An antidote to the emerging two tier organ donation policy in Canada: the Public Cadaveric Organ Donation Program
David Bourget (Western Ontario)
David Chalmers (ANU, NYU)
Rafael De Clercq
Jack Alan Reynolds
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Journal of Medical Ethics 31 (4):188-191 (2005)
In Canada, as in many other countries, there exists an organ procurement/donation crisis. This paper reviews some of the most common kidney procurement and allocation programmes, analyses them in terms of public and private administration, and argues that privately administered living donor models are an inequitable stopgap measure, the good intentions of which are misplaced and opportunistic. Focusing on how to improve the publicly administered equitable cadaveric donation programme, and at the same time offering one possible explanation for its current failure, it is suggested that the simple moral principle of “give and you shall receive”, already considered by some, be extended further. This would allow for those who are willing to sign up to be a public cadaveric donor be given a priority for receiving an organ donation should they ever require it. It is argued that this priority may provide the motivation to give that is so far lacking in Canada. This model is called the Public Cadaveric Organ Donation Program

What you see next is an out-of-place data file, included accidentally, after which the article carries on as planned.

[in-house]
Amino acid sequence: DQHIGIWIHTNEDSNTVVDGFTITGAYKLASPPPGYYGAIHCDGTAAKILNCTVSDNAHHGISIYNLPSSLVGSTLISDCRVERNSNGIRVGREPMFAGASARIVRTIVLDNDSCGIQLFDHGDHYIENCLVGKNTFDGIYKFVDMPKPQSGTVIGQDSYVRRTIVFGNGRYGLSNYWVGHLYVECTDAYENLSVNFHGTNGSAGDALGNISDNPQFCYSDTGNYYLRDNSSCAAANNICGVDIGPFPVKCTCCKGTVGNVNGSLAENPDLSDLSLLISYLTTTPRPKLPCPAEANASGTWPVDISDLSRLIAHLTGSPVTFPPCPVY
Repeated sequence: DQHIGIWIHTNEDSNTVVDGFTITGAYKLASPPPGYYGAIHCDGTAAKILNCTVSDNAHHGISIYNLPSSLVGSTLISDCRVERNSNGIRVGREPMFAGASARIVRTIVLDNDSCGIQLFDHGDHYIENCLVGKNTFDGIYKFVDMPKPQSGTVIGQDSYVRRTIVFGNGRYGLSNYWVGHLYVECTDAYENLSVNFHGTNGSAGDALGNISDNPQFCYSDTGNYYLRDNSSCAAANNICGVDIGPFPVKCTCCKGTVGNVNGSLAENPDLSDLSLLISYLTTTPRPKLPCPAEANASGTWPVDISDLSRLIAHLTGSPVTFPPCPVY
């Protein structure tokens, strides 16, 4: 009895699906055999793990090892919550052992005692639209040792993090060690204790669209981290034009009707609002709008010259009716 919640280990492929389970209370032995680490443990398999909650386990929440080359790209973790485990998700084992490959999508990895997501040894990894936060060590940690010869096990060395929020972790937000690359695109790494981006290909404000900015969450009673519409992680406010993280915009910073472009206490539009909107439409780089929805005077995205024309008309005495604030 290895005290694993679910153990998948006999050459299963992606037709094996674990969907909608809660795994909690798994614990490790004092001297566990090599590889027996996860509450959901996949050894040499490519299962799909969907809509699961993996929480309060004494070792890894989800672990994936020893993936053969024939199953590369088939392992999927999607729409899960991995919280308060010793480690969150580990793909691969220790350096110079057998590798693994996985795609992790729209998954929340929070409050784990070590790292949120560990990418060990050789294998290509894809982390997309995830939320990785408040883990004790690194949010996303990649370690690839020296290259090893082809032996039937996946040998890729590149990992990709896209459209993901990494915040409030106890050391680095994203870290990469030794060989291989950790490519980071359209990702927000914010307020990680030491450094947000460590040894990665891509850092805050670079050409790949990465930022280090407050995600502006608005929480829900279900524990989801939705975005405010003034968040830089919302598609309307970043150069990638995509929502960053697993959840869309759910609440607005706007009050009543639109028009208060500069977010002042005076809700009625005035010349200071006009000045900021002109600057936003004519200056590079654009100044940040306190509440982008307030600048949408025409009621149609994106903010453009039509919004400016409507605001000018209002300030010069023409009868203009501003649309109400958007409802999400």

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Jeffrey Conyers Kirby (2009). Organ Donation: Who Should Decide?—A Canadian Perspective. [REVIEW] Journal of Bioethical Inquiry 6 (1):123-128.
Faisal Omar, Gunnar Tufveson & Stellan Welin (2010). Compensated Living Kidney Donation: A Plea for Pragmatism. [REVIEW] Health Care Analysis 18 (1):85-101.
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